Wildlife is more likely represented by a rat than a heron. If this is the experience children have of nature, what is the lesson? They are probably not being taught to believe that their lives depend on the health of these natural systems. How could it? The environment is obviously unhealthy. If nature mattered, surely adults wouldn’t treat it like that.

Similarly, in most schools in this country our children are taught an American Civil Rights history that is barren, degraded, depopulated, and paved over. They are presented with a vast empty plain except for one surprising, towering tree of Giant Sequoia dimensions, Martin Luther King, Jr. A peaceful giant. Scattered here and there are a few nearly indistinguishable shrubs—Harriet Tubman, Rosa Parks, and maybe Frederick Douglass.

And even if the students know the names of the shrubs, they often get them confused: Oh yes, Rosa Parks was a conductor on the railroad. What railroad? I don’t know. What they are not being taught is that knowing the richness and diversity of our Civil Rights Movement, the fact that it was made possible by the actions of thousands of people acting together and apart, can be as important to their health, prosperity, and future as Nature.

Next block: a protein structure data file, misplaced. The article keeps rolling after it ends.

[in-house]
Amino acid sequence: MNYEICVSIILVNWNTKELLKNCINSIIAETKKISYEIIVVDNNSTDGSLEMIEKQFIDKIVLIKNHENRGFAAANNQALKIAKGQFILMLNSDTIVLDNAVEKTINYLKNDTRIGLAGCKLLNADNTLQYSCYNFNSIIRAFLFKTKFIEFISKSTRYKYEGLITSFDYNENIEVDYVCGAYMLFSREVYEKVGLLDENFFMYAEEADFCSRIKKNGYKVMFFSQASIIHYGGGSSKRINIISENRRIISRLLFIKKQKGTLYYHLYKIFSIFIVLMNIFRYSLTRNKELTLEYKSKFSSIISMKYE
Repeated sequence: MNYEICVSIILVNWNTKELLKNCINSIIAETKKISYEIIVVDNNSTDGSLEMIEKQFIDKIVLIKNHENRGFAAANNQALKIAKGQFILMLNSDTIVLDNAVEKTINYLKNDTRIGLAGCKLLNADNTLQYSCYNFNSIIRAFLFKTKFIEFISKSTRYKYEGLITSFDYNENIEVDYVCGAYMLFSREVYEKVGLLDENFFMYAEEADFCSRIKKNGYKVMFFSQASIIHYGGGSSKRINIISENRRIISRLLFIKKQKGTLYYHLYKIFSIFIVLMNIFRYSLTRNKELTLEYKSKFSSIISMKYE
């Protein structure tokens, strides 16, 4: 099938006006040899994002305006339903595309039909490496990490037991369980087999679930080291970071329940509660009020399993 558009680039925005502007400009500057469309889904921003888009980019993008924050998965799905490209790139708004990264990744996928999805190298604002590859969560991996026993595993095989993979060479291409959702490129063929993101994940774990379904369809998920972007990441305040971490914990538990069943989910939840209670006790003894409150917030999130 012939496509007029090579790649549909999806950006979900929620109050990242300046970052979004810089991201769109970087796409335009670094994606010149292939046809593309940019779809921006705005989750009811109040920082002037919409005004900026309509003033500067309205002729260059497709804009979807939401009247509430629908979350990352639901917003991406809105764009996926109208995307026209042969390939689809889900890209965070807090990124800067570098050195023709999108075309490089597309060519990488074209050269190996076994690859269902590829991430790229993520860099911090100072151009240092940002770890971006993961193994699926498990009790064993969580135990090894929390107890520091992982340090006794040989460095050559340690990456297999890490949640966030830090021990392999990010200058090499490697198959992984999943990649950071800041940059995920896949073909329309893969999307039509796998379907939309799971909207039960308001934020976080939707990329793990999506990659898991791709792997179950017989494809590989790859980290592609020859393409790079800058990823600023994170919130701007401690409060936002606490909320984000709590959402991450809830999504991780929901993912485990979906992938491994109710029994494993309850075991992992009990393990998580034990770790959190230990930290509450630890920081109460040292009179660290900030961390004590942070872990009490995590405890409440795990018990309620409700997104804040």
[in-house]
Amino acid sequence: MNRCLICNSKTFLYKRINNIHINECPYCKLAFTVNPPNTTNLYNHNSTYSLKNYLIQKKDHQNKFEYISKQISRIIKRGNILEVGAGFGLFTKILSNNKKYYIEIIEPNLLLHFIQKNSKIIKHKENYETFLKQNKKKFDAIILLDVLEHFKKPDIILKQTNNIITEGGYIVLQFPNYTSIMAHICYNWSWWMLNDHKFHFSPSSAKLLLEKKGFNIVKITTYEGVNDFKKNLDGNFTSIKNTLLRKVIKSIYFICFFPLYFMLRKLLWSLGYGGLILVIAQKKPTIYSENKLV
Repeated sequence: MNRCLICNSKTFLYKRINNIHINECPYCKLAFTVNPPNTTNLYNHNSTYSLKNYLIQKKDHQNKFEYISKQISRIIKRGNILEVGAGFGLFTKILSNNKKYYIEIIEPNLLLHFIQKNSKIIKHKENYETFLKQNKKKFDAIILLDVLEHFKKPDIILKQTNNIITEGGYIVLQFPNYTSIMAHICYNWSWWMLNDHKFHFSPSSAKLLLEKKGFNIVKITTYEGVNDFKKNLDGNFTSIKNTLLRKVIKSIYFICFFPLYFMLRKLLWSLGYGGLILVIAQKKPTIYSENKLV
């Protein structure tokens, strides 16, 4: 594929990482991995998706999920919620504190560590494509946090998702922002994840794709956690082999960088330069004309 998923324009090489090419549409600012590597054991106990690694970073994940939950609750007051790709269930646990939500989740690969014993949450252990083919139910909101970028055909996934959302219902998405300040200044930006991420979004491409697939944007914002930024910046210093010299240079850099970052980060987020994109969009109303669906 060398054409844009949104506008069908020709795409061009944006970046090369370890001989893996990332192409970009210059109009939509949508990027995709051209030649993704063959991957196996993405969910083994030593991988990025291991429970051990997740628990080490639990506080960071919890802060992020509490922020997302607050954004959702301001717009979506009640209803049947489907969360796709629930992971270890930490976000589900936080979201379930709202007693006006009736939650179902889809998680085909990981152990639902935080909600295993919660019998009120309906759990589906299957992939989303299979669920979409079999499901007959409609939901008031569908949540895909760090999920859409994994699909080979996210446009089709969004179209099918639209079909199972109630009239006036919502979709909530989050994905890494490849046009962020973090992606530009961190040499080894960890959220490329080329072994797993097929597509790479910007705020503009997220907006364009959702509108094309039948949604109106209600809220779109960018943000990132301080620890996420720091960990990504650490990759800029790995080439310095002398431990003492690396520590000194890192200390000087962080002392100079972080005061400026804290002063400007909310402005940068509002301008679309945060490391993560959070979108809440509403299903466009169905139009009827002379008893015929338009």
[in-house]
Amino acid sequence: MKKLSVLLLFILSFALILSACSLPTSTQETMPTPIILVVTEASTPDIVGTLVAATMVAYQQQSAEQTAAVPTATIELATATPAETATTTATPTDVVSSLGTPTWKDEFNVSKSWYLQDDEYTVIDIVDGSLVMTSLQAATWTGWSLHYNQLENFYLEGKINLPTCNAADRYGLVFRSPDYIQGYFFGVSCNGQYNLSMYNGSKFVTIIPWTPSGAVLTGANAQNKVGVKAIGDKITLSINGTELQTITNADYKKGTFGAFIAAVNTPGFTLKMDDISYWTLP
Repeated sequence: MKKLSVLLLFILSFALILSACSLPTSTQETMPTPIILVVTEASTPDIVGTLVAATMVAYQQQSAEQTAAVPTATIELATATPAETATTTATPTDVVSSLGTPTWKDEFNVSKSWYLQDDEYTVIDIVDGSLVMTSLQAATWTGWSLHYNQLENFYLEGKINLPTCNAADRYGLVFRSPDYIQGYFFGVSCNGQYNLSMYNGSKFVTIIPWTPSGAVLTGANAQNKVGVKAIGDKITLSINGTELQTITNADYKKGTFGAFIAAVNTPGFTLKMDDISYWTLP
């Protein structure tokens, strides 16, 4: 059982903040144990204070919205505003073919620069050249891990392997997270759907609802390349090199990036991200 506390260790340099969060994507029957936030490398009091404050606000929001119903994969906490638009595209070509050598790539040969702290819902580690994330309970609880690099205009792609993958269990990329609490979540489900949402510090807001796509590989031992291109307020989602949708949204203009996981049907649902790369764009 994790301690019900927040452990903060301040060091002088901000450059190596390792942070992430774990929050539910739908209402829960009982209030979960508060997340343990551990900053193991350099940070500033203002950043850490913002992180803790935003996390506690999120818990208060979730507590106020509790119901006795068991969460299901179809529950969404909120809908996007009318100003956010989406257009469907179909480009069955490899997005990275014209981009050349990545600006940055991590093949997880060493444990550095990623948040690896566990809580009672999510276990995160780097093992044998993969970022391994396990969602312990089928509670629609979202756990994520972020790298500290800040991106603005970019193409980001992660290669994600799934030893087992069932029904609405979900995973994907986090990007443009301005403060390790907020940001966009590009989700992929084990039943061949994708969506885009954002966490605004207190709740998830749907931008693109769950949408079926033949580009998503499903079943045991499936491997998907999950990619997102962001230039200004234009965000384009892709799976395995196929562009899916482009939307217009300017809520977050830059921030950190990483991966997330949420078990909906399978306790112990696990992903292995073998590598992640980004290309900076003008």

Dr. King, with his stature of a mythic giant, is less a role model than a god. If he is a god, he is not a person you or I or a ten-year-old can aspire to be. He can only be worshiped as a savior. And then we pray for another savior. We are taught to express awe and gratitude, but not emulation.

Ella Baker Awtt Portrait

When, on the other hand, we are taught about all the trees in the forest—the Clydes and Rosas, Barbaras and Fannies, Bobs and Ellas, Medgars and Sojourners, Dianes and Johns—we see that each of us can be a tree if we are willing to act with courage for a cause that is right. We learn that change did not happen because of one tree. In fact, change will not happen because of only one tree.

But, to answer my original question, what diference has Clyde’s portrait made to me? Because I painted Clyde I know much more intimately that for every person who lived to see some progress in civil rights, there was another, often forgotten, who died trying. This doesn’t depress me. It gives me a fine appreciation for the price of justice. And it gives me hope. We despair waiting for a savior. But we have hope when there are stories everywhere of courageous actions by people a lot like us who climbed the mountain together.

Around anyone who acts with courage to create justice, a community forms. Moral courage attracts those hungry for it.

So, because I painted Clyde Kennard, I now know of fifty more people, deeply inspired by him, who have continued his legacy of working against racism. I read about a handful of people who dedicated a portion of their lives to freeing him from prison and then to having him exonerated after he died. Because of these people my life is richer, my community has grown. A community offers both support and expectation. And to say your community has grown is also to say your heart has grown; when we have strong community and full hearts, we are not easily intimidated by the purveyors of violence and hatred and fear.

Sitting on that bus, Claudette Colvin asked, What would Harriet do? Now I can also ask, What would Clyde do?